Vanderbilt Football Trial: Alleged Rape Details Emerge

The situation was fueled by binge drinking and college culture, lawyers argue.

— -- A jury in a Nashville courtroom Thursday watched surveillance footage that the prosecution says shows a young woman being carried to a Vanderbilt University dorm room moments before she was allegedly sexually assaulted. It’s a situation that the defense argues was fueled by binge drinking and college culture.

The footage was just some of the graphic details prosecutors presented in accusing four former Vanderbilt football players of being involved in an alleged rape of a female classmate. Prosecutors claim that surveillance video shows the alleged victim being carried by Brandon Vandenburg to his dorm that night, accompanied by Cory Batey and two other men, where she was sexually assaulted within minutes of being in the room.

Prosecutors say the woman – a neuroscience major at the university – was allegedly drunk and passed out when the incident occurred. Vandenburg was the boyfriend of the alleged victim, who ABC has declined to name.

“She doesn’t remember anything until the next morning, approximately 8 o’clock,” prosecutor Tom Thurman said.

“Little did she know that day that had such great promise for her turned into her worst nightmare. A nightmare she relived for a long time.”

Vandenburg and Batey are charged with five counts of aggravated rape and two counts of aggravated sexual battery. The other two ex-players accused of being involved in the incident, Brandon Banks and Jaborian McKenzie, also face charges of rape and sexual battery, but have not yet gone to trial. They are expected to testify against Vanderburg and Batey. All have pleaded not guilty.

According to prosecutors, the four players, who’ve since been kicked off the team, laughed at the victim before they allegedly assaulted her. Vandenburg also allegedly recorded the assault on his phone and is also charged with one count of tampering with evidence and one count of unlawful photography. Prosecutors claim Vandenburg sent pictures and video of the attack to his friends, and later searched online how to delete photos so the police can’t find them.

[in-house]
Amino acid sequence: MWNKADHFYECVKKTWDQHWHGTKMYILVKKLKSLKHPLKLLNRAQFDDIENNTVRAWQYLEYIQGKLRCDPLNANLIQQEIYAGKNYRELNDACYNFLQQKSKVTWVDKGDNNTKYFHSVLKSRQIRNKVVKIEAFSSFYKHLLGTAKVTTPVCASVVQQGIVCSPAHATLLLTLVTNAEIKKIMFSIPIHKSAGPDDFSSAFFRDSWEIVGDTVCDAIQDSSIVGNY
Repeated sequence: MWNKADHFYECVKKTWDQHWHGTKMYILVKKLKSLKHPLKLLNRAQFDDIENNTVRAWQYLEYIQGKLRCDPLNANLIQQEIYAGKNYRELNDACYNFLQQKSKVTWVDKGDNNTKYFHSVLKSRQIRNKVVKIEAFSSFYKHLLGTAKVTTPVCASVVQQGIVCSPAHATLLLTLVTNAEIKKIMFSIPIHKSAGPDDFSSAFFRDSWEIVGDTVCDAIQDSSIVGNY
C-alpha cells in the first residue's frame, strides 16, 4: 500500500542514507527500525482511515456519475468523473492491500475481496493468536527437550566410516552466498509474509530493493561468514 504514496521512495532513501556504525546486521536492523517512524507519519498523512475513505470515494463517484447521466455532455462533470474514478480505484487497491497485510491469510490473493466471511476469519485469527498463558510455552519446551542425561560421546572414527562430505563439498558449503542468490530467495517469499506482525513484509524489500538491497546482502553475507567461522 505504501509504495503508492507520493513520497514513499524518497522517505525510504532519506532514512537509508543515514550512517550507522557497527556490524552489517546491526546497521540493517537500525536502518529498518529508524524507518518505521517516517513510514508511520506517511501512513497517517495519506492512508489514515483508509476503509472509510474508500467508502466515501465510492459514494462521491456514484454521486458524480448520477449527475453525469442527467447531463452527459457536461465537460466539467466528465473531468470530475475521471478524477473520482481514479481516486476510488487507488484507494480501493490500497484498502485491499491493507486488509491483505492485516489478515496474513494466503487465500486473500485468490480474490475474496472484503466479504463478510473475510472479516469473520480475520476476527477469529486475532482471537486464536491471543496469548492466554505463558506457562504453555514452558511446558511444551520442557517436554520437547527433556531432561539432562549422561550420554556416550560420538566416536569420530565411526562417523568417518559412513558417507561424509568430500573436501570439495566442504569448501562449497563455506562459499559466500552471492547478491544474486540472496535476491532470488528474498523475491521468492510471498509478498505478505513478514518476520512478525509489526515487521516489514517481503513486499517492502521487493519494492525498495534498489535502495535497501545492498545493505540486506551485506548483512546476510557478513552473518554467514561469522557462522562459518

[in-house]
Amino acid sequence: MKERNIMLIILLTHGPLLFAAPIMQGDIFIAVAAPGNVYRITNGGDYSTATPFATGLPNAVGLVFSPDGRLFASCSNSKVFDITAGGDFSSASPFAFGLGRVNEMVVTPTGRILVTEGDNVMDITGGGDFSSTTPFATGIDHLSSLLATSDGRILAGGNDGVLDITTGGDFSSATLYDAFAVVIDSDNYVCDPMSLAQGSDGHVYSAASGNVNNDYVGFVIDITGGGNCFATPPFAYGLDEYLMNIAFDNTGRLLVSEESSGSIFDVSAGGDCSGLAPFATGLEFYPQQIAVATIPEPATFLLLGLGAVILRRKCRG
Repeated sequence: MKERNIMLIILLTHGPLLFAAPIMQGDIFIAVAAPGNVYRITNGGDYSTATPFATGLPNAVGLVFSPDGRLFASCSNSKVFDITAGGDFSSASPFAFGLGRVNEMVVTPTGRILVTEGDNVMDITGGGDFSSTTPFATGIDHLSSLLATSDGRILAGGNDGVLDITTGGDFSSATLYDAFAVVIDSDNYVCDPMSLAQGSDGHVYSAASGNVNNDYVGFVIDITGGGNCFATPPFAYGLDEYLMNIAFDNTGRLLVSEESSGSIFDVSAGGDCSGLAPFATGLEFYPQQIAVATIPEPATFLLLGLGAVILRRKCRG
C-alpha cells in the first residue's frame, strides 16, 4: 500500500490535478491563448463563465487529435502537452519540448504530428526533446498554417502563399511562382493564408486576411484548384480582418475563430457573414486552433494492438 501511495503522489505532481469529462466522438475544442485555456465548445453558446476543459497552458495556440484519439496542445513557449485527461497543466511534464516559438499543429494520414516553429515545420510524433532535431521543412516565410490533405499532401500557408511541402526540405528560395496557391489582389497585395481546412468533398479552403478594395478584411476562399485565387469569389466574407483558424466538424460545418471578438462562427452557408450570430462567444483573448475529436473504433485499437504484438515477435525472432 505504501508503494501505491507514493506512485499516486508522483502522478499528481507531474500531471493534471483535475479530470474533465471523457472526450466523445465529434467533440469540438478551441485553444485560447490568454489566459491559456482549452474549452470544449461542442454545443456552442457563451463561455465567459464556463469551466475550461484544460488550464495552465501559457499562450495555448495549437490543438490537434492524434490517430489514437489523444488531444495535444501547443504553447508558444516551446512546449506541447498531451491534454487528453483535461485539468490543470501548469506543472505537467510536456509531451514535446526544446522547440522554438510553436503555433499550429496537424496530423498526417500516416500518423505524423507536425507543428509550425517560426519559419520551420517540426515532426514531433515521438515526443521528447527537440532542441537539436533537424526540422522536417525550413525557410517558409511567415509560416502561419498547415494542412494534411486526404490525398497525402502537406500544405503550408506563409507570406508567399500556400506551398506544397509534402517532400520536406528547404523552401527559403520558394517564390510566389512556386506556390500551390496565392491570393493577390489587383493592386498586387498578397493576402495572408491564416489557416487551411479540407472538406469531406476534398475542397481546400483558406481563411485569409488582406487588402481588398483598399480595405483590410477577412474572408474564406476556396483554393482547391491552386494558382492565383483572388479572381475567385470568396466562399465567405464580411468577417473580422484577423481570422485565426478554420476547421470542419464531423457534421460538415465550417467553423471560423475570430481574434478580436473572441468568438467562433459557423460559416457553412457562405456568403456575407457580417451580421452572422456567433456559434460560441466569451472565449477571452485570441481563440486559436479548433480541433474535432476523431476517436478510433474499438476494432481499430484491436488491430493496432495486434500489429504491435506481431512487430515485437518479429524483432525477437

Prosecutors then accused the former players texted each other about the alleged attack, trying to cover it up.

The defense will argue the young men are not guilty of rape, but rather of making a mistake. Batey’s lawyer Worrick Robinson claims that college culture put his client in this situation.

“It was a culture that encouraged sexual promiscuity but not, not just alone, it was also a culture of alcohol, and alcohol consumption. Alcohol that changed him, changed others, and changed several people on the morning of June 23, 2013,” Robinson said.

The trial comes on the heels of a national debate about the prevalence of rapes on college campuses. Roughly 97,000 students are victims of alcohol-related sexual assault or date-rape each year, according to the National institute of Alcohol Abuse and Alcoholism.

Many sexual assaults are never reported, psychotherapist Robi Ludwig said.

“What's frightening is girls who go into college may have an increased risk of getting raped than girls who don't. So that's stating that we have a problem in terms of how women are being experienced like objects that don't matter. It's almost like a ‘caveman mentality’ view of women,” Ludwig said.

In the Vanderbilt situation, school authorities reported the situation to police.

ABC News legal analyst Ryan Smith said the case will hinge on digital evidence.

“The surveillance tape is critical because it tells the story of what happened leading up to the alleged assault,” Smith said. “The critical thing I think are going to be these video tapes that Brandon Vandenburg, one of the defendants allegedly took with a cell phone. Not only videos, but photos. If those depict the kids raping this young girl, that’s it, game over.”

Journalist Roxanne Jones has covered many rape cases. She’s also a mother with a son in college. In 2013 she wrote a controversial op-ed about the advice she’s given her son – to receive consent through text message before and after engaging in sexual activity.

“An app has come out that you can now do exactly this. It’s not perfect, but get a text that shows what the mood was before you guys had sex,” she said. “And everyone laughs at this, but you can use this technology to describe or at least get an acknowledgement that you’re coming to the room to hook up and have sex and text the next day and say ‘It was great, love to see you again,’ or ‘I never want to see you again.’”

However parents have “the conversation,” experts insist that it must be shared.

“Find out what the college you’re considering is doing about these kinds of incidents. And look at the history. What does the history of the college tell you about how they handle these crimes? What kind of intervention do they make?” Ludwig said.

“And the other piece is to have an open dialogue with your child. Let them know these kind of things are happening and to take the precautions they need to take.”

The Associated Press contributed to this report